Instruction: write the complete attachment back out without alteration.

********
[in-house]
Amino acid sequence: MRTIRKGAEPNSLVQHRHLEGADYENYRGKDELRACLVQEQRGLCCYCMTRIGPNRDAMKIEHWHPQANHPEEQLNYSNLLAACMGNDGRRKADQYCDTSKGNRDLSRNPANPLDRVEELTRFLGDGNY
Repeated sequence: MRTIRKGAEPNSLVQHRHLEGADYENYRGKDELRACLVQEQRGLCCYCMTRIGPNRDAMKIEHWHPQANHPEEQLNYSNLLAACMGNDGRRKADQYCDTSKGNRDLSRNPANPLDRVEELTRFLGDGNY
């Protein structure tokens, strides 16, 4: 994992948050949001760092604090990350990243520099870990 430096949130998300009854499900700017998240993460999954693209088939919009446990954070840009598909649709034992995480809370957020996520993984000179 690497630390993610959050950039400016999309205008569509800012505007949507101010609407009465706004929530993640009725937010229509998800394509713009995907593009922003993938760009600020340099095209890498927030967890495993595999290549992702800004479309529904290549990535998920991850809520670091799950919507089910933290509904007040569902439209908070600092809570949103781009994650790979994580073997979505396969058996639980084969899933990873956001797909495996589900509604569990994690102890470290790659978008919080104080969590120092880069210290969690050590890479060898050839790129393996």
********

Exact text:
[in-house]
Amino acid sequence: MRTIRKGAEPNSLVQHRHLEGADYENYRGKDELRACLVQEQRGLCCYCMTRIGPNRDAMKIEHWHPQANHPEEQLNYSNLLAACMGNDGRRKADQYCDTSKGNRDLSRNPANPLDRVEELTRFLGDGNY
Repeated sequence: MRTIRKGAEPNSLVQHRHLEGADYENYRGKDELRACLVQEQRGLCCYCMTRIGPNRDAMKIEHWHPQANHPEEQLNYSNLLAACMGNDGRRKADQYCDTSKGNRDLSRNPANPLDRVEELTRFLGDGNY
């Protein structure tokens, strides 16, 4: 994992948050949001760092604090990350990243520099870990 430096949130998300009854499900700017998240993460999954693209088939919009446990954070840009598909649709034992995480809370957020996520993984000179 690497630390993610959050950039400016999309205008569509800012505007949507101010609407009465706004929530993640009725937010229509998800394509713009995907593009922003993938760009600020340099095209890498927030967890495993595999290549992702800004479309529904290549990535998920991850809520670091799950919507089910933290509904007040569902439209908070600092809570949103781009994650790979994580073997979505396969058996639980084969899933990873956001797909495996589900509604569990994690102890470290790659978008919080104080969590120092880069210290969690050590890479060898050839790129393996």